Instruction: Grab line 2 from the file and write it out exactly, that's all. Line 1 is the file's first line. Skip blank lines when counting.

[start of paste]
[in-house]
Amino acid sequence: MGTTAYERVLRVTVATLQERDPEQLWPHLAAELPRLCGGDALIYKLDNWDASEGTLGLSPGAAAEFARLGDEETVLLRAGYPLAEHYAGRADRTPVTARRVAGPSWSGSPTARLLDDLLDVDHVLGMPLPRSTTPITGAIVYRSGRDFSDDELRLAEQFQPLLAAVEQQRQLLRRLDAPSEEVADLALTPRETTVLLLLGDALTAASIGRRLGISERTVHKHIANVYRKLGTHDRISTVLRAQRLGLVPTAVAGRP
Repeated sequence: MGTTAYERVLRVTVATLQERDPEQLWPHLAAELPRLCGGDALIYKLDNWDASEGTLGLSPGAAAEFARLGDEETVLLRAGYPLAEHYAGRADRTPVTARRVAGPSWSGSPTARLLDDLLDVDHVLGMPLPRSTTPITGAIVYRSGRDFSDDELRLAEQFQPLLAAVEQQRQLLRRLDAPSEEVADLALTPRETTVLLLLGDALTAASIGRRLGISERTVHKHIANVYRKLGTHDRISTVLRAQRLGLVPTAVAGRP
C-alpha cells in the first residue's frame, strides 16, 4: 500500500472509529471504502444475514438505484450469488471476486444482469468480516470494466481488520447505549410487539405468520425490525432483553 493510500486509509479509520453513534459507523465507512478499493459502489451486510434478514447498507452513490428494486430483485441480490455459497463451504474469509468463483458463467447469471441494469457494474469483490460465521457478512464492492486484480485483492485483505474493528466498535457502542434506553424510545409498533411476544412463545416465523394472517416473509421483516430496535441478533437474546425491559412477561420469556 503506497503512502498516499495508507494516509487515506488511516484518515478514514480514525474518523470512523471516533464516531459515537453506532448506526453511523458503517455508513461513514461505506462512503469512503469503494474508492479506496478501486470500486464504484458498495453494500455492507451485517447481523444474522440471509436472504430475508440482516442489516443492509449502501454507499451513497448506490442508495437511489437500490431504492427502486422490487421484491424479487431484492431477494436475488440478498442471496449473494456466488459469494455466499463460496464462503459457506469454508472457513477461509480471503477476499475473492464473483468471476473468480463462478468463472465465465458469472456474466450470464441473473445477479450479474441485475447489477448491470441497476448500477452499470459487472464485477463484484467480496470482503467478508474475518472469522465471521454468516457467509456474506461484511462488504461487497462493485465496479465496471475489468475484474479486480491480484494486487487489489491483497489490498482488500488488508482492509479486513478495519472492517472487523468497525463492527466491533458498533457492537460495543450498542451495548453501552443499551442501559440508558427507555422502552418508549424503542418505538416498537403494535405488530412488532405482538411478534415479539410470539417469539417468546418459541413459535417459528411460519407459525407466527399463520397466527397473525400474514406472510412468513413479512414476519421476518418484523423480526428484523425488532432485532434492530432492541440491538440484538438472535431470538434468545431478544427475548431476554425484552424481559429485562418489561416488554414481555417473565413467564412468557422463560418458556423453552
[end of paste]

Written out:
Amino acid sequence: MGTTAYERVLRVTVATLQERDPEQLWPHLAAELPRLCGGDALIYKLDNWDASEGTLGLSPGAAAEFARLGDEETVLLRAGYPLAEHYAGRADRTPVTARRVAGPSWSGSPTARLLDDLLDVDHVLGMPLPRSTTPITGAIVYRSGRDFSDDELRLAEQFQPLLAAVEQQRQLLRRLDAPSEEVADLALTPRETTVLLLLGDALTAASIGRRLGISERTVHKHIANVYRKLGTHDRISTVLRAQRLGLVPTAVAGRP